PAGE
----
Snuff: A Novel of Discworld by Terry Pratchett

Once again we return to Pratchett’s marvelous invention Discworld, a universe remarkably similar to our own. From sports to religion, politics to education, science to capitalism, and everything in between, Pratchett has skewered sacred cows with both laughter and wisdom, and exposed our warts, foibles, and eccentricities in a unique, entertaining, and ultimately serious way.

At long last, Lady Sybil has lured her husband, Sam Vimes, on a well-deserved holiday away from the crime and grime of Ankh-Morpork. But for the commander of the City Watch, a vacation in the country is anything but relaxing. The balls, the teas, the muck—not to mention all that fresh air and birdsong—are more than a bit taxing on a cynical city-born and -bred copper.

Yet a policeman will find a crime anywhere if he decides to look hard enough, and it’s not long before a body is discovered, and Sam—out of his jurisdiction, out of his element, and out of bacon sandwiches (thanks to his well-meaning wife)—must rely on his instincts, guile, and street smarts to see justice done. As he sets off on the chase, though, he must remember to watch where he steps. . . . This is the countryside, after all, and the streets most definitely are not paved with gold.

The Night Circus by Erin Morgenstern

The circus arrives without warning. No announcements precede it. It is simply there, when yesterday it was not. Within the black-and-white striped canvas tents is an utterly unique experience full of breathtaking amazements. It is called Le Cirque des Rêves, and it is only open at night.

But behind the scenes, a fierce competition is underway—a duel between two young magicians, Celia and Marco, who have been trained since childhood expressly for this purpose by their mercurial instructors. Unbeknownst to them, this is a game in which only one can be left standing, and the circus is but the stage for a remarkable battle of imagination and will. Despite themselves, however, Celia and Marco tumble headfirst into love—a deep, magical love that makes the lights flicker and the room grow warm whenever they so much as brush hands.

True love or not, the game must play out, and the fates of everyone involved, from the cast of extraordinary circus per­formers to the patrons, hang in the balance, suspended as precariously as the daring acrobats overhead.

Written in rich, seductive prose, this spell-casting novel is a feast for the senses and the heart.

Best Selling Books for October October 23rd

Here are the best selling hardcover books for the week ending October 23, 2009:


THE LOST SYMBOL, by Dan Brown
Professor Robert Langdon is back with another complex but completely engrossing mystery on his hands. As with previous Da Vinci books, this one also contains an ancient ritual as well as a couple of big secrets. Great reading for Dan Brown fans!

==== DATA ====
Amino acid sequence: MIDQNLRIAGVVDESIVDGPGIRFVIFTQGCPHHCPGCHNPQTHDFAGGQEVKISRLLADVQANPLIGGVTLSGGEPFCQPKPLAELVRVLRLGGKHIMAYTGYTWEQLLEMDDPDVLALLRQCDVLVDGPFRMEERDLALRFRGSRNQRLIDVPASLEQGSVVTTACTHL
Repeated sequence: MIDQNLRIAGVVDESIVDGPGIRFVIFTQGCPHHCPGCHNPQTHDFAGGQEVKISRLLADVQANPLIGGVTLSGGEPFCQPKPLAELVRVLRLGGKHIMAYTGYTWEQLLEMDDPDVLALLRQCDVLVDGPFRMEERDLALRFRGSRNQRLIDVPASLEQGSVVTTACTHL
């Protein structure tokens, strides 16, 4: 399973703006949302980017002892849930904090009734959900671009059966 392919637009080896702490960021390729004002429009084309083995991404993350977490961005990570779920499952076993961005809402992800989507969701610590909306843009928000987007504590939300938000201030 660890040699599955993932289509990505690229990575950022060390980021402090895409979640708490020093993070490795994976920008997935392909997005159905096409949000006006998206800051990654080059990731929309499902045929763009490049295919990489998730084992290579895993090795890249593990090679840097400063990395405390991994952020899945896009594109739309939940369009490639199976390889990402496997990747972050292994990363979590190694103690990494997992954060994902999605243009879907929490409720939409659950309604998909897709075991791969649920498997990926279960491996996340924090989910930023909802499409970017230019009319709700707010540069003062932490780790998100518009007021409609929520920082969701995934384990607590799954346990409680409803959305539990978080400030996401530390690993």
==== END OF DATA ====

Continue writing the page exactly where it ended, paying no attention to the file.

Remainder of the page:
A TOUCH OF DEAD, by Charlaine Harris
This book contains a compilation of Sookie Stackhouse short stories found in previously published anthologies. It's great that they've bundled all of the stories together into one book! This book (and other Sookie Stackhouse books) have been on the best selling books list for several weeks.


THE HELP, by Kathryn Stockett
Eugenia Phelan, an aspiring writer, returns home from college and decides to write about the experiences of the black maids in her Jacksonville, Mississippi community. What she discovers will shock and amaze readers as we discover, along with Eugenia, thehypocrisies that these brave women have to endure in the 1962 South. Great reading!


THE PROFESSIONAL, by Robert B. Parker
Private investigator Spenser gets an interesting case from a local lawyer: four of her wealthy female clients have all had affairs with the same man. The guy in question is now blackmailing them by threatening to tell their husbands. Spenser is asked to track this guy down and "persuade" him to back off.

But things get complicated when some of the women start turning up dead. This is a classic Robert B. Parker detective noir book which has enough suspense to keep the mystery thriller junkies satisfied from start to finish.


THE LAST SONG, by Nicholas Sparks
Seventeen year old Ronnie is forced to suffer what believes will be her greatest nightmare: live with her father during the summer in Wrightsville Beach, NC. She's been angry with her father ever since her parents divorced and her father moved away from New York and headed south to pursue his craft.

Slowly but surely Ronnie learns several life lessons about commitment, forgiveness and redemption. This book is beautifully written; I'm getting goose bumps just writing about it. It's one of those books that will stay with you months if not years after reading it. This was my first book by Nicholas Sparks but it definitely won't be my last.



Fables: Deluxe Edition Vol. 1

Fables: Deluxe Edition Vol. 1, by Bill Willingham and Mark Buckingham
Fables: Deluxe Edition Vol. 1, by Bill Willingham and Mark Buckingham

Best Selling Graphic Novels

Here are the best selling graphic novels on the New York Times Bestsellers List for the week ending October 23, 2009:

1. BLOOM COUNTY: THE COMPLETE LIBRARY, VOL. 1, by Berkeley Breathed

2. FABLES: DELUXE EDITION, VOL. 1, by Bill Willingham and Mark Buckingham

3. ABSOLUTE PROMETHEA, VOL. 1, by Alan Moore and J. H. Williams

4. BATMAN: CACOPHONY, by Kevin Smith and Walter Flanagan


5. THE WONDERFUL WIZARD OF OZ, by Eric Shanower and Skottie Young


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TimTurner 6 years ago from Phoenix, AZ

Thanks for the lists!